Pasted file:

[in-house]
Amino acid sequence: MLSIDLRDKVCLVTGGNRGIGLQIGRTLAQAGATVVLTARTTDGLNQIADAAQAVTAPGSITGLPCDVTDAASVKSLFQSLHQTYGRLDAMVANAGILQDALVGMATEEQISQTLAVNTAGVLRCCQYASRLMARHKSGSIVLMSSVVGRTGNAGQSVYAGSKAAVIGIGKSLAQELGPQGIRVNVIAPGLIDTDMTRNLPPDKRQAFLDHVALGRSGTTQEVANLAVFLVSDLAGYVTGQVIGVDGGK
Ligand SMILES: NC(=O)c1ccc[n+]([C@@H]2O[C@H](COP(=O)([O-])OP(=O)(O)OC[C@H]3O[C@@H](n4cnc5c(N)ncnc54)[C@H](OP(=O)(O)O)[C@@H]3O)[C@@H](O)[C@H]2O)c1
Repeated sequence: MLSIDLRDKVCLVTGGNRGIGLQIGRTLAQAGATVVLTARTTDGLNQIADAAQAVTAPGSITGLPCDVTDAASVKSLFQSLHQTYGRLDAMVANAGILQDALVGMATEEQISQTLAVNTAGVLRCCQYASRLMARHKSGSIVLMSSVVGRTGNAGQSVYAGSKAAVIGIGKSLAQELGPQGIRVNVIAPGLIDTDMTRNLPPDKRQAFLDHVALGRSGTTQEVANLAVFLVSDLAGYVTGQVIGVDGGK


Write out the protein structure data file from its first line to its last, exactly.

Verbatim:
[in-house]
Amino acid sequence: MLSIDLRDKVCLVTGGNRGIGLQIGRTLAQAGATVVLTARTTDGLNQIADAAQAVTAPGSITGLPCDVTDAASVKSLFQSLHQTYGRLDAMVANAGILQDALVGMATEEQISQTLAVNTAGVLRCCQYASRLMARHKSGSIVLMSSVVGRTGNAGQSVYAGSKAAVIGIGKSLAQELGPQGIRVNVIAPGLIDTDMTRNLPPDKRQAFLDHVALGRSGTTQEVANLAVFLVSDLAGYVTGQVIGVDGGK
Ligand SMILES: NC(=O)c1ccc[n+]([C@@H]2O[C@H](COP(=O)([O-])OP(=O)(O)OC[C@H]3O[C@@H](n4cnc5c(N)ncnc54)[C@H](OP(=O)(O)O)[C@@H]3O)[C@@H](O)[C@H]2O)c1
Repeated sequence: MLSIDLRDKVCLVTGGNRGIGLQIGRTLAQAGATVVLTARTTDGLNQIADAAQAVTAPGSITGLPCDVTDAASVKSLFQSLHQTYGRLDAMVANAGILQDALVGMATEEQISQTLAVNTAGVLRCCQYASRLMARHKSGSIVLMSSVVGRTGNAGQSVYAGSKAAVIGIGKSLAQELGPQGIRVNVIAPGLIDTDMTRNLPPDKRQAFLDHVALGRSGTTQEVANLAVFLVSDLAGYVTGQVIGVDGGK